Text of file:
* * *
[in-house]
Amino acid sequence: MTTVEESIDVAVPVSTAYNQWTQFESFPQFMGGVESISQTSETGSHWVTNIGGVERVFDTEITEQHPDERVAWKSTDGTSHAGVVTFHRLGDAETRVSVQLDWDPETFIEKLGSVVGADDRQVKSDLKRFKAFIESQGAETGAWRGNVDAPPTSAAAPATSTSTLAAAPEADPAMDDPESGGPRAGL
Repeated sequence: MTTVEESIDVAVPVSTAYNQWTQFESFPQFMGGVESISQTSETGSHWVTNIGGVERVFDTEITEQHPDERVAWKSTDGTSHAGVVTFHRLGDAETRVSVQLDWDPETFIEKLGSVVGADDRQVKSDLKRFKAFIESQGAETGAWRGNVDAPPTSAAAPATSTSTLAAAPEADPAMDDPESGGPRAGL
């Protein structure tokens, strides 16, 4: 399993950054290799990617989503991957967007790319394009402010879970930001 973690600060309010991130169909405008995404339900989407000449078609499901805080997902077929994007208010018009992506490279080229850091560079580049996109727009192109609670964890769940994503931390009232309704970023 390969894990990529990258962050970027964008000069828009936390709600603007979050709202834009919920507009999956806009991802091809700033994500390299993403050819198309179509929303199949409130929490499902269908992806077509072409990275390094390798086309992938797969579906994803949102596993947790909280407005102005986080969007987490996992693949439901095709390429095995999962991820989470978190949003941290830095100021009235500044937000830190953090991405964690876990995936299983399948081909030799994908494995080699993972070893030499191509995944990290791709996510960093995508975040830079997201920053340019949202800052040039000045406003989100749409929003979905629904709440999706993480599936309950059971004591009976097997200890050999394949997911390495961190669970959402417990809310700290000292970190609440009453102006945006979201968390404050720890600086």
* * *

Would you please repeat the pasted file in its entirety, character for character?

[in-house]
Amino acid sequence: MTTVEESIDVAVPVSTAYNQWTQFESFPQFMGGVESISQTSETGSHWVTNIGGVERVFDTEITEQHPDERVAWKSTDGTSHAGVVTFHRLGDAETRVSVQLDWDPETFIEKLGSVVGADDRQVKSDLKRFKAFIESQGAETGAWRGNVDAPPTSAAAPATSTSTLAAAPEADPAMDDPESGGPRAGL
Repeated sequence: MTTVEESIDVAVPVSTAYNQWTQFESFPQFMGGVESISQTSETGSHWVTNIGGVERVFDTEITEQHPDERVAWKSTDGTSHAGVVTFHRLGDAETRVSVQLDWDPETFIEKLGSVVGADDRQVKSDLKRFKAFIESQGAETGAWRGNVDAPPTSAAAPATSTSTLAAAPEADPAMDDPESGGPRAGL
């Protein structure tokens, strides 16, 4: 399993950054290799990617989503991957967007790319394009402010879970930001 973690600060309010991130169909405008995404339900989407000449078609499901805080997902077929994007208010018009992506490279080229850091560079580049996109727009192109609670964890769940994503931390009232309704970023 390969894990990529990258962050970027964008000069828009936390709600603007979050709202834009919920507009999956806009991802091809700033994500390299993403050819198309179509929303199949409130929490499902269908992806077509072409990275390094390798086309992938797969579906994803949102596993947790909280407005102005986080969007987490996992693949439901095709390429095995999962991820989470978190949003941290830095100021009235500044937000830190953090991405964690876990995936299983399948081909030799994908494995080699993972070893030499191509995944990290791709996510960093995508975040830079997201920053340019949202800052040039000045406003989100749409929003979905629904709440999706993480599936309950059971004591009976097997200890050999394949997911390495961190669970959402417990809310700290000292970190609440009453102006945006979201968390404050720890600086």